Nonprofit Law/Question on Non-Profit
My daughter Tori has worked as a volunteer with the Campus Crusade organization (Cru) at the university where she attends for the past two years. She was recently asked to consider going on mission trip (they call it a Summer Mission Project) to work with inner city school children. One of the details for being able to go was she would need to raise monetary support in the amount of $3495 before May 23. She was able to raise about $1100 towards this amount from friends and family but after discussion with the project coordinator she has decided she will not be able to raise the remaining amount in time and will not be able to participate. She had already turned in about $975 to the organization, $200 of which was a non-refundable deposit. She asked about getting the other $775 back so she could return it to the people that had given the money to her so she could go. She was told that that money could not be refunded due to the organization's non-profit status. I just need to know what the law actually is regarding this money so I know that this organization is not keeping money that can be and should be returned since it was given specifically for my daughter's participation in the mission trip.
First I would need to look at any written agreement (contract) between your daughter and the Campus Crusade. I am assuming that your daughter has attained to majority age (18). Let me know if she has not. Also I am assuming there is no written or oral agreement about refunds.
The statement of the organization that money can not be refunded due to the organization's nonprofit status is not based upon any federal or state law. In fact, most legitimate 501(c)(3) organization's give back money upon request, especially when the money has been donated.
Please see http://bit.ly/3lPY5
which is an article "The
Importance of Respecting Donor Wishes" from Guidestar.org, which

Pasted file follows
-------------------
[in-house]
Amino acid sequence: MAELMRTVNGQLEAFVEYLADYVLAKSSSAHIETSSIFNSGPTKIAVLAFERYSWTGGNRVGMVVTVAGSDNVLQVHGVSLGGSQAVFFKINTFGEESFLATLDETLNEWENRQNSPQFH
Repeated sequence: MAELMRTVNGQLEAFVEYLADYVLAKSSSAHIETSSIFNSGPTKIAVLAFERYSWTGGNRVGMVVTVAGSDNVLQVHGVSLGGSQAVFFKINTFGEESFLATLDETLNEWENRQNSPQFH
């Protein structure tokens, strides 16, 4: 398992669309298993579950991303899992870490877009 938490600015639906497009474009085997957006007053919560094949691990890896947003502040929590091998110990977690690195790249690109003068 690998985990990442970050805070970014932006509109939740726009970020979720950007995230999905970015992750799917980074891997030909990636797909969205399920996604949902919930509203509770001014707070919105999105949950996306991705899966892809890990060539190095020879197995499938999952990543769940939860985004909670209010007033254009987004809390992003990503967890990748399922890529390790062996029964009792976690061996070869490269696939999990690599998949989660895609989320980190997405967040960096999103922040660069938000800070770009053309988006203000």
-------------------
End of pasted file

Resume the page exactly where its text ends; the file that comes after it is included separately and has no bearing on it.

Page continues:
"is the leading source of information about U.S. nonprofits"
In that story about its February of 2005 "Question of the
Month", Guidestar asked nonprofit leaders, "Should charities be
able to use earmarked donations (those given for a specific purpose
or program) for other things?" The answer was a resounding "No" (
65%). For example, Mary Ferrell of the Fairmount Park Conservancy
...spoke for many in the "No" camp when she asserted, "Ack! This is
fundamental to the trust people have in our sector! We do what the
donor tells us with their money, or we send it back to them.
If your daughter wants the refund she should send a letter to the organization, certified mail, requesting the refund and cite to the above. If she does not receive the refund within a reasonable period of time, she should file a claim in small claims court. Her claim would be based upon what is called unjust enrichment and the small claims court would be able to
decide on the matter, but, generally, the claim under unjust enrichment would not apply if there is a contract that addresses the issue of refunds.
I also suggest that your daughter present to the organization the facts in a chronological manner, including the fact that the organization's requirement for her to raise funds, in exchange for a mission trip, means that the funds given are probably not going to be treated by the IRS as charitable donations that may be deductible by the donors. See
starting in the middle of page 18 as to missionary programs down to the end, on page 26. The approved program starts on page 21.
If they are not "donations", then the IRS treats the requirement for your daughter to give $3495 as a simple requirement for goods and/or services, like a travel agency's requirement for funds to enable someone to travel and stay in another country.
Attorney at Law
P.S. This response is intended to be a general statement of law, should not be relied upon as legal advice and does not create an attorney/client relationship.